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K-State Research and Extension

Agent's vigilance averts sorghum losses

Monitoring crops and mobilizing experts saved southern Kansas sorghum producers millions of dollars in potential crop losses. Zach Simon, K-State Research and Extension agriculture and natural resources agent based in Sedgwick County, knew the sugarcane aphid was making its way toward Kansas from Texas and Oklahoma and that it would threaten sorghum crops once it arrived. 

His vigilance paid off in 2015 when he identified the aphid in the field, confirmed its identity with an entomologist on the Manhattan campus and, “knew right away that we needed to inform producers of what was going on and how to try to manage this pest.”

Simon, a recent K-State alumnus, immediately used every communication channel at his disposal — email, Facebook, Twitter and good, old-fashioned phone calls — to reach out to sorghum producers. Within 20 hours, 86 people from around the state gathered in a farmer’s shed to learn how they could protect their crops.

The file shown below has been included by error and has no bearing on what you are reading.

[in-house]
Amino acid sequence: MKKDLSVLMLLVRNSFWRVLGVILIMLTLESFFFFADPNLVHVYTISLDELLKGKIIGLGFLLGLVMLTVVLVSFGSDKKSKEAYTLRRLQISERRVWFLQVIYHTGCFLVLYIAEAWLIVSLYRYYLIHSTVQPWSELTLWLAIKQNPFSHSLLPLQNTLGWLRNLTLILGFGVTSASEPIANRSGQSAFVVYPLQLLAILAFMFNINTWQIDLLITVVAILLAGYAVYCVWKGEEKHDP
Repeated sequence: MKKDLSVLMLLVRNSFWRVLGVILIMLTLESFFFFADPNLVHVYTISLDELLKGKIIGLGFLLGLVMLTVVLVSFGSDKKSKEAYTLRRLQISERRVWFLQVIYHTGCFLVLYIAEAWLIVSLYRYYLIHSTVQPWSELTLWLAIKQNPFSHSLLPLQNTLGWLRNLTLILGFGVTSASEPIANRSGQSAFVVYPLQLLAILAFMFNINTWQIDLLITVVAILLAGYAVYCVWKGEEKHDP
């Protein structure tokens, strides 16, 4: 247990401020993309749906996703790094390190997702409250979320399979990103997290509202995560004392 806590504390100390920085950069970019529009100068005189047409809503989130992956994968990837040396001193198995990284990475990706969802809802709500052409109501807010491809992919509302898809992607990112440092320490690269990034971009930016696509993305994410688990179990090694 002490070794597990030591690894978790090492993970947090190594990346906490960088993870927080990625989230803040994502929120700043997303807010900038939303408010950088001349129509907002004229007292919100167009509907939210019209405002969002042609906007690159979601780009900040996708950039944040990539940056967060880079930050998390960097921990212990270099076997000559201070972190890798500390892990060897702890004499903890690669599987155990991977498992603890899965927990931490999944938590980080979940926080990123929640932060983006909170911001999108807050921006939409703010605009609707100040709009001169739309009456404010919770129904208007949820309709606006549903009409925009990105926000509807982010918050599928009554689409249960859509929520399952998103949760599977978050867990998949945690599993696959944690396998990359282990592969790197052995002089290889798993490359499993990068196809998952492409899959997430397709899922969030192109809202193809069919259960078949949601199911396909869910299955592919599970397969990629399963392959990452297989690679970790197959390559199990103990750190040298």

Producers were able to speak with K-State entomologists who were on hand to share every bit of information they could about the pest. The experts wanted to ensure no one panicked and tried treating the pest too early, which could have caused more problems and compounded the economic damage. 

The timely sharing of information led many producers to treat their crops effectively for the sugarcane aphid and benefit from a great growing season. Those who did not heed the warnings ended up with major crop losses. 

Kent Winter, president of the Kansas Grain Sorghum Producers Association, said the number of bushels protected because of Simon’s quick efforts was valued at $38 million.